1. Concerned with, applicable to, or affecting the whole or every member of a class or category: "subduing all her impressions as a woman, to something more general" (Virginia Woolf).
2. Affecting or characteristic of the majority of those involved; prevalent: general discontent.
3. Of or affecting the entire body: general paralysis.
4. Being usually the case; true or applicable in most instances but not all: the general correctness of her decisions.
a. Not limited in scope, area, or application: as a general rule.
b. Not limited to or dealing with one class of things; diversified: general studies.
6. Involving only the main features rather than precise details: a general grasp of the subject.
7. Highest or superior in rank: the general manager.
a. A commissioned rank in the US Army, Air Force, or Marine Corps that is above lieutenant general.
b. One who holds this rank or a similar rank in another military organization.
2. A general officer.
3. A statement, principle, or fact that embraces or is applicable to the whole.
4. General anesthesia.
5. Archaic The public.
[Middle English, from Latin generālis, from genus, gener-, kind; see genə- in the Appendix of Indo-European roots.]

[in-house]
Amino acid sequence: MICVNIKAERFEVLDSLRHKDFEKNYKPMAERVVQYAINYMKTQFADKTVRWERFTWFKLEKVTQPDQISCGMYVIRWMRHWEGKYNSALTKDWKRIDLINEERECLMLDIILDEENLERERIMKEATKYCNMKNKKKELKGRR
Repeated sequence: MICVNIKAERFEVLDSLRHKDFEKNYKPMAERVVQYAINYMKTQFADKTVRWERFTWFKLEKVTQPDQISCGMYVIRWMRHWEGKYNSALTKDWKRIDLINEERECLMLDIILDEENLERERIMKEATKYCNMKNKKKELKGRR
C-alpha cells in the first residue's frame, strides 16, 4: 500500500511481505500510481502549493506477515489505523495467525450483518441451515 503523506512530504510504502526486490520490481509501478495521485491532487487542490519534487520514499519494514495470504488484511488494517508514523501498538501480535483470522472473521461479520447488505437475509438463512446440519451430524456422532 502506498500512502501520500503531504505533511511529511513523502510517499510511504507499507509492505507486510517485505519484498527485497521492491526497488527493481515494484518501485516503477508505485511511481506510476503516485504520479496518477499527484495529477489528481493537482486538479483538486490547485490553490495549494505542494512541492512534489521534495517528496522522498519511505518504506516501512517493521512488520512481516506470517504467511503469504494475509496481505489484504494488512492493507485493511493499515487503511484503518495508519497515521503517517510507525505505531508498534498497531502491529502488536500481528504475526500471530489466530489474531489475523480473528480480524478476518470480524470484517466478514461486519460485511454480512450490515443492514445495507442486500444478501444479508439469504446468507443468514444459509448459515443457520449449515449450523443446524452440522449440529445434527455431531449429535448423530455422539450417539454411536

Synonyms: general, common, universal
These adjectives mean belonging to, relating to, or affecting the whole: the general welfare; a common enemy; universal military conscription.
The American Heritage® Dictionary of the English Language, Fifth Edition copyright ©2022 by HarperCollins Publishers. All rights reserved.
Indo-European & Semitic Roots Appendices
Thousands of entries in the dictionary include etymologies that trace their origins back to reconstructed proto-languages. You can obtain more information about these forms in our online appendices:
The Indo-European appendix covers nearly half of the Indo-European roots that have left their mark on English words. A more complete treatment of Indo-European roots and the English words derived from them is available in our Dictionary of Indo-European Roots.